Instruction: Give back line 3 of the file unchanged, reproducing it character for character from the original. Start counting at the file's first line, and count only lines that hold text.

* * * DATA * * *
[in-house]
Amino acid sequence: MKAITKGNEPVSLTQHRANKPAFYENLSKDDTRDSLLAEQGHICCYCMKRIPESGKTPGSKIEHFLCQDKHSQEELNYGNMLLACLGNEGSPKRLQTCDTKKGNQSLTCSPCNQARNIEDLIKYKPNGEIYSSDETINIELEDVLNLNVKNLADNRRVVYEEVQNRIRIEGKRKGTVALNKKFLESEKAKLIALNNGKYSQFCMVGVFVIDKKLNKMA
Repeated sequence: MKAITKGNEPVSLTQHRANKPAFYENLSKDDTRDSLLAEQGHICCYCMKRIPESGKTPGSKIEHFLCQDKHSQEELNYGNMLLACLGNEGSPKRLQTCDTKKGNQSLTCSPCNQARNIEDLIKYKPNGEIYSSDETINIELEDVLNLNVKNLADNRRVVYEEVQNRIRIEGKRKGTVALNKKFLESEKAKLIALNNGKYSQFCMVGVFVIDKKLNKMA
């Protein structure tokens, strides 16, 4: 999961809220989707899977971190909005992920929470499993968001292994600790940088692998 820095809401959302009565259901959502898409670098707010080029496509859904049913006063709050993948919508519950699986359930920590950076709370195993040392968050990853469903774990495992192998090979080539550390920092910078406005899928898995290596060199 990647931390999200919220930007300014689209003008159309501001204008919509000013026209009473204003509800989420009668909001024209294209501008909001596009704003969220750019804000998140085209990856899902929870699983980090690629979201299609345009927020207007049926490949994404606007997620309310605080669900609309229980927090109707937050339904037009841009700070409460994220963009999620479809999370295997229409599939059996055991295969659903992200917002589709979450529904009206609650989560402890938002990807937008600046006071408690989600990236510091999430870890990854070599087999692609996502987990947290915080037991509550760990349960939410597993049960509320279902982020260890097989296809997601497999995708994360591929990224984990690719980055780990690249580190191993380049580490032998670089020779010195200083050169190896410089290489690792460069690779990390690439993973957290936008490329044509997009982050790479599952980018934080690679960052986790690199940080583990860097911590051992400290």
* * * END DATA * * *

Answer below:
Repeated sequence: MKAITKGNEPVSLTQHRANKPAFYENLSKDDTRDSLLAEQGHICCYCMKRIPESGKTPGSKIEHFLCQDKHSQEELNYGNMLLACLGNEGSPKRLQTCDTKKGNQSLTCSPCNQARNIEDLIKYKPNGEIYSSDETINIELEDVLNLNVKNLADNRRVVYEEVQNRIRIEGKRKGTVALNKKFLESEKAKLIALNNGKYSQFCMVGVFVIDKKLNKMA